That night I was served pizza by an aspiring opera singer, and I chatted with jobbing actresses in the coffee queue the next morning. When I brazenly strolled into a famed Sunset Boulevard rehearsal studio, rather than finding gold records on the walls I was asked, “La La Land”-style, if I was there to audition for the prestigious Berklee College of Music. I didn’t even have to look for the oily engine room beneath the star machine.
And of course, I was expecting to. Disavowing jetlag, I had booked an early slot on an arduous $139 “LA in a Day” guided two-wheel tour, from the excellent Bikes and Hikes LA — a 52km-workout through numerous neighborhoods and landmarks I knew only from the movies: from West Hollywood through Westwood to Santa Monica Promenade, down to Venice Beach and through Marina Del Rey. Peddling furiously up the titular inclines of Beverly Hills, our endlessly enthusiastic guide (and, naturally, aspiring film director) Zack pointed out gleaming once-residences of Michael Jackson, Tom Cruise and Lucille Ball.
To recover, that evening I feasted at Barney’s Beanery, the diner where Quentin Tarantino reportedly wrote much of his seminal early movies. When we asked which table he sat at, our waitress was as unimpressed as any of QT’s characters.
The next day I rested my legs, riding Starline Tours’ two-hour Movie Locations bus tour ($55), winding around a giddyingly geeky list of sights which, if you squint at them in the right light, remind you of the movies.
We glimpsed the US Bank Tower aliens obliterated in “Independence Day,” stopped at the historic Bradbury Building — its restored interior heavily exploited in the original “Blade Runner” — and visited Union Station, familiar from “The Dark Knight Rises” to “Catch Me if You Can.” We found the pond Jack Nicholson rowed through in “Chinatown” and the Hollywood United Methodist Church used as a dancehall in “Back to the Future.” Towering above was Griffith Observatory, the locale of the famous showdown in “Rebel Without a Cause.”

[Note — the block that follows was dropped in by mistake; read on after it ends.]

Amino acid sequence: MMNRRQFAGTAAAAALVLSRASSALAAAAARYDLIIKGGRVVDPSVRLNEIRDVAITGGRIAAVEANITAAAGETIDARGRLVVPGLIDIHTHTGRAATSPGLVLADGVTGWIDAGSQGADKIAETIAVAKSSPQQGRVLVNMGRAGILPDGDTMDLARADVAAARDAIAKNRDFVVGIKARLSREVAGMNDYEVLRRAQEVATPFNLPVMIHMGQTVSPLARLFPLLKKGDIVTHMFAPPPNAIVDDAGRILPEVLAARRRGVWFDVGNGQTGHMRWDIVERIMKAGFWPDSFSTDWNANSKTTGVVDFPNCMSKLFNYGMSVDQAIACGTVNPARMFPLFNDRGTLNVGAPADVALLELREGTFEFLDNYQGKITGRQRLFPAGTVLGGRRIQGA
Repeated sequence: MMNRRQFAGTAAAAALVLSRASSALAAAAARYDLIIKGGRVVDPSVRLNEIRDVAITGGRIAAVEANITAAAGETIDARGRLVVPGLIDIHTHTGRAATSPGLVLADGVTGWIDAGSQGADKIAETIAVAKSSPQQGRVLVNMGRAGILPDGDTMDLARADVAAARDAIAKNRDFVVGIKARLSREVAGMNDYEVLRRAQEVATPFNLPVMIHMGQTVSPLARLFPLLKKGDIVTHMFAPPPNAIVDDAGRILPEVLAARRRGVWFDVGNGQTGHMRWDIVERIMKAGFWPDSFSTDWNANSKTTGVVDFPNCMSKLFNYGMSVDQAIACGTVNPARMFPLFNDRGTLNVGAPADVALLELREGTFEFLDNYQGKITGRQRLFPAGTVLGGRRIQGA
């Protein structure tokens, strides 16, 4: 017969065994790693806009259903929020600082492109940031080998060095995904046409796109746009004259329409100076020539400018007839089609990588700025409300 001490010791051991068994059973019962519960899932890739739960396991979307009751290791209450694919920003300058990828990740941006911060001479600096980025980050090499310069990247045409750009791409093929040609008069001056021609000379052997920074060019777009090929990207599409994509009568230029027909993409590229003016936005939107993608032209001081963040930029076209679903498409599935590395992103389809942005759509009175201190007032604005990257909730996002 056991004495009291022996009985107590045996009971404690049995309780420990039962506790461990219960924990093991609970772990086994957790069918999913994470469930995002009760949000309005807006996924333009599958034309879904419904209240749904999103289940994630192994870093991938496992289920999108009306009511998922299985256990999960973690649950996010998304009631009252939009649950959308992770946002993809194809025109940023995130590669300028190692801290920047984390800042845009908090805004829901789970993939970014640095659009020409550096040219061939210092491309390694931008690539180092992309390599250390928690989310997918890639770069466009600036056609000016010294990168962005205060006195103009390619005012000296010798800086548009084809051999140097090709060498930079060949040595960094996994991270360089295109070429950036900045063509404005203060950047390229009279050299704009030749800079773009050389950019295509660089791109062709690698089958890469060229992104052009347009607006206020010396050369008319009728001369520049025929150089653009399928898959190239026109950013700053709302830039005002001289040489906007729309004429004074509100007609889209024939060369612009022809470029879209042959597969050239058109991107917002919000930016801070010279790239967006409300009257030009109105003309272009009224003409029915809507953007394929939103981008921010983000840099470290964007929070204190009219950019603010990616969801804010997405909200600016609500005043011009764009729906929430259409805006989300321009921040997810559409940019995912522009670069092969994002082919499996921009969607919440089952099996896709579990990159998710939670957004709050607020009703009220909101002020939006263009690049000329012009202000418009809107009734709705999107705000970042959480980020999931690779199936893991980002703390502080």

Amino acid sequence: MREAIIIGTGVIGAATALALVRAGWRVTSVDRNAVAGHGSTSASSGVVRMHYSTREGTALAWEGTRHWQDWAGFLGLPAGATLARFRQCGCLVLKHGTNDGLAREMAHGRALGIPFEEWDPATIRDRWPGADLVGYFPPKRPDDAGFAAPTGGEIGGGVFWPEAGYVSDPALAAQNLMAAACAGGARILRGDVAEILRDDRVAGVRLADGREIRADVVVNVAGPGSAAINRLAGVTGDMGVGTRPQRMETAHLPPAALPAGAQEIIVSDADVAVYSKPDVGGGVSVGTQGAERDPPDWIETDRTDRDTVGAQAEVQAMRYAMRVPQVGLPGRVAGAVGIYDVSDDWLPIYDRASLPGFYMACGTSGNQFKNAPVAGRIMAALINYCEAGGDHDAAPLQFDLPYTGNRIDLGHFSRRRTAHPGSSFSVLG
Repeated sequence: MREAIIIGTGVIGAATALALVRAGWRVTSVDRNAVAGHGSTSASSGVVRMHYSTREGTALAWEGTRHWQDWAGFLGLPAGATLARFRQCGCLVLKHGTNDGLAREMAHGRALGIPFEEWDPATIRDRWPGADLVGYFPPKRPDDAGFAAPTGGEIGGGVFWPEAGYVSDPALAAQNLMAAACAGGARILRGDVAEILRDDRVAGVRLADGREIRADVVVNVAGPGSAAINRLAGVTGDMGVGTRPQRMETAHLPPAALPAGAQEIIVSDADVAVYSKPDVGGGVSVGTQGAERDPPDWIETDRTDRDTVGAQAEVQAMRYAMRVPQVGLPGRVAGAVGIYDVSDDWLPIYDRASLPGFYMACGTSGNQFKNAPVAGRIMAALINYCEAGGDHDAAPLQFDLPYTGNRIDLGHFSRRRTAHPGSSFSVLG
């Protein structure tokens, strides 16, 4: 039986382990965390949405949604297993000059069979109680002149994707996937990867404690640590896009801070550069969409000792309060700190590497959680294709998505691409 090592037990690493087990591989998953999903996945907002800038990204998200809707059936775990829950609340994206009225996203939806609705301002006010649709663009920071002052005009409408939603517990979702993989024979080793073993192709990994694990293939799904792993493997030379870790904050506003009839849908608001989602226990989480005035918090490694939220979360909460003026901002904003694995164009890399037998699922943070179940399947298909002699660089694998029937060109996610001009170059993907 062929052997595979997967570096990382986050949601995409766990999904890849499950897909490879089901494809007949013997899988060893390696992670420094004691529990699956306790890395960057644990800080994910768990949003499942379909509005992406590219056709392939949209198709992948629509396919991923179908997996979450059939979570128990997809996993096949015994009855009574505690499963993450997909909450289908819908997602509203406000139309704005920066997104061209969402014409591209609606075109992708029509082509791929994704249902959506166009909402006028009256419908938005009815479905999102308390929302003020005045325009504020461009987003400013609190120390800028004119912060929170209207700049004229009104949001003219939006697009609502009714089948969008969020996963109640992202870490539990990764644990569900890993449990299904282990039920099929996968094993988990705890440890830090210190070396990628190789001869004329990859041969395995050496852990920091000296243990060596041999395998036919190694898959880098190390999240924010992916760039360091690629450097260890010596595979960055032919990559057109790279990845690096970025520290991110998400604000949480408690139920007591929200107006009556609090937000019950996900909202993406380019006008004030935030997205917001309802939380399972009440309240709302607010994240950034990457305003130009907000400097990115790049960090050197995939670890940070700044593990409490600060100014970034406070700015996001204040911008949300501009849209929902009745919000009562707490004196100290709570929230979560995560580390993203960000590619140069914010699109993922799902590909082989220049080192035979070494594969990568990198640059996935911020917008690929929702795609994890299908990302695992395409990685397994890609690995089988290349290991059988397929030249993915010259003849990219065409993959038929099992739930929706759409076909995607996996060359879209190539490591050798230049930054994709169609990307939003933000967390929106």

Spotting all these real-life sites had the jolting effect of demystifying the movies, but nothing could prepare me for my visit to the modern Warner Bros Studio, Hollywood’s biggest surviving back lot, stretching to 110 acres out of town in Burbank.
For $65 visitors can join the 1,400 people who call this giant playground their office on an official studio tour and ride a golf cart through the fake streets and makeshift neighborhoods across multiple centuries and worlds that have been brought to life in hundreds of movies.
We visited a studio where dozens of weekly sitcoms are shot in front of a live audience with factory-like precision. (Shows such as “The Big Bang Theory” can wrap in just two hours.) We saw the dull soundstages used by make-believe epics including “Inception” and “Dunkirk,” and were shown a warehouse storing real-life Batmobiles, used over three decades of “Batman” movies.
Any semblance of mystery was totally annihilated with the closing blockbuster ‘Stage 48: Script to Screen’ complex, a collection of interactive educational exhibits allowing visitors the chance to ride a Harry Potter broom in front of a green screen, hold a real Oscar, and hear the award-winning audio to “Gravity” broken down layer by layer — and even act out a scene on the original Central Perk coffeehouse set of “Friends”. As I mimed firing up a fake espresso machine at the edge of the frame and served another tourist an unbreakable plastic mug, I realized my journey inside the Hollywood machine had gone far enough. Sometimes, illusion beats reality.